17. 17. <ul><li>Amnesty – for those who swore an oath to the Union </li></ul><ul><li>High ranking officials had to do it personally </li></ul><ul><li>Appointed governors </li></ul><ul><li>Only pardoned, whites could vote </li></ul><ul><li>No equal rights for African Americans, no voting </li></ul><ul><li>Left it up to individual states to “manage their freed people” </li></ul>
  18. 18. <ul><li>No slavery </li></ul><ul><li>Denounce secession </li></ul><ul><li>Ratify the 13 th Amendment </li></ul><ul><ul><li>Abolished slavery </li></ul></ul><ul><li>End of 1865 most of the South was “restored” </li></ul>
  19. 19. South “Restored” but not settled <ul><li>Struggle in Washington D.C. </li></ul><ul><li>Congress did not want to readmit southern states on Johnson’s terms </li></ul><ul><ul><li>felt it robbed the Union of it’s victory </li></ul></ul><ul><ul><li>treatment of African Americans was not improving </li></ul></ul><ul><li>Ku Klux Klan emerged </li></ul><ul><ul><li>terrorized African Americans in the South– burning houses, churches, schools, rioting and murder </li></ul></ul>
  20. 21. Black Codes <ul><li>passed by southern states </li></ul><ul><li>to control freed men, women children </li></ul><ul><li>helped plantation owners exploit them as workers </li></ul><ul><li>Similar to “slave codes” </li></ul>
  21. 22. Examples of the Code <ul><li>could be arrested for not having a job </li></ul><ul><li>forced to work for plantation owner to pay off the fine </li></ul><ul><li>some laws refused to let freed slaves own or rent farms </li></ul><ul><li>orphaned babies were taken as unpaid apprentices </li></ul><ul><li>Freed slaves could neither vote nor own guns </li></ul>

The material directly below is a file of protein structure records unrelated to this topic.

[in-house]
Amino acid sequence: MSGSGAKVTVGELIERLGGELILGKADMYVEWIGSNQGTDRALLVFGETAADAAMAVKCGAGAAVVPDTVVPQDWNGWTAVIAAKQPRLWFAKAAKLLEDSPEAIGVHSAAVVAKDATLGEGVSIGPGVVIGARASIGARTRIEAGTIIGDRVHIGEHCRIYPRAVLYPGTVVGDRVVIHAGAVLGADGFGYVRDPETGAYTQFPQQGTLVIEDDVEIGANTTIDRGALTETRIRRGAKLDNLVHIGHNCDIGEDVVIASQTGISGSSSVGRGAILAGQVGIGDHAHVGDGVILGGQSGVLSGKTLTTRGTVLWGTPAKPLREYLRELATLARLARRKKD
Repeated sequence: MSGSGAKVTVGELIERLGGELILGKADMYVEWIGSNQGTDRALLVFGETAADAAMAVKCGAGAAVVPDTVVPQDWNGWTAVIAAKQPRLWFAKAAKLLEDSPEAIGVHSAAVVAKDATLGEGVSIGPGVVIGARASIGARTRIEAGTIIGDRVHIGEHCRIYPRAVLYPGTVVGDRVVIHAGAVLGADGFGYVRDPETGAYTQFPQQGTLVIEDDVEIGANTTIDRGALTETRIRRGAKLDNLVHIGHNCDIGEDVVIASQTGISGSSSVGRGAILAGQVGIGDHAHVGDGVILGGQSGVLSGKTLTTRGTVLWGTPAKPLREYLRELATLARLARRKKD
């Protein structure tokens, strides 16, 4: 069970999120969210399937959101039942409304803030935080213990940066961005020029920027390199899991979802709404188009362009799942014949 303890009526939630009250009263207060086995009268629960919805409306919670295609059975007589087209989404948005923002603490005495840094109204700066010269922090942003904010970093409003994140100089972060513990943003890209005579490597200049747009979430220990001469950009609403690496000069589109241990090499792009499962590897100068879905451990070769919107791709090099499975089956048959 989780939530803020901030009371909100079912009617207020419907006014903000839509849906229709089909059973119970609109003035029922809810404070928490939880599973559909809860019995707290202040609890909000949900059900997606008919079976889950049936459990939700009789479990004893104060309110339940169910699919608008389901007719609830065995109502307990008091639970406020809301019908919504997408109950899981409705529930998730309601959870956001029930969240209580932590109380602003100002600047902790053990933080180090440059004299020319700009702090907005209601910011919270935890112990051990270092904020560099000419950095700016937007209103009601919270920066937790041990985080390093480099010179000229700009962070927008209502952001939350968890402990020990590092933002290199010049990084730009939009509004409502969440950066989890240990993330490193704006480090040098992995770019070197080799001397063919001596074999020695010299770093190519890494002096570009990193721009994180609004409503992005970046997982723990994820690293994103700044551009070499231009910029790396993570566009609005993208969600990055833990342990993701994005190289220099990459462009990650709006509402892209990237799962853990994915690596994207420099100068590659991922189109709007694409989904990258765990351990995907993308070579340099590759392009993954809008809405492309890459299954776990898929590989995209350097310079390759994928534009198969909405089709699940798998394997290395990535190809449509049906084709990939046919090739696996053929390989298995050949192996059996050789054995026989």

22. 23. Radical Republicans vs. Black Codes <ul><li>Republicans in Congress very angry about Black Codes. </li></ul><ul><li>They blamed Johnson’s Restoration Plan for encouraging southern states to pass these codes </li></ul><ul><li>In response to Black Codes, Republicans pass the Civil Rights Act of 1866 </li></ul>
  23. 24. Civil Rights Act of 1866-passed by Congress <ul><li>full citizenship to African Americans </li></ul><ul><li>Federal government could intervene in state affairs </li></ul><ul><li>overturned black codes </li></ul><ul><li>Dred Scott decision </li></ul><ul><li>African Americans were no longer seen as “property,” they were now citizens </li></ul>
  24. 25. President Johnson says no! <ul><li>Vetoes both the Freedmen’s Bureau Bill and Civil Rights Amendment </li></ul><ul><li>Congress had enough votes to override </li></ul><ul><li>Rift between Congress and President grew </li></ul>
  25. 26. 14 th Amendment of 1866 <ul><li>Congress passed Amendment to ensure Civil Rights Act was not overturned by Supreme Court </li></ul><ul><li>Full citizenship to anyone born in the USA </li></ul><ul><li>No state could take away ones life, liberty or property without due process </li></ul><ul><li>all had equal protection of the laws </li></ul>
  26. 27. The 14 th Amendment <ul><li>Section 1. All persons born or naturalized in the United States, and subject to the jurisdiction thereof, are citizens of the United States and of the State wherein they reside. No State shall make or enforce any law which shall abridge the privileges or immunities of citizens of the United States; nor shall any State deprive any person of life, liberty, or property, without due process of law; nor deny to any person within its jurisdiction the equal protection of the laws. </li></ul><ul><li>Section 2. Representatives shall be apportioned among the several States according to their respective numbers, counting the whole number of persons in each State , excluding Indians not taxed. But when the right to vote at any election … is denied to any of the male inhabitants of such State, being twenty-one years of age, and citizens of the United States, or in any way abridged, except for participation in rebellion, or other crime, the basis of representation therein shall be reduced in the proportion which the number of such male citizens shall bear to the whole number of male citizens twenty-one years of age in such State. </li></ul>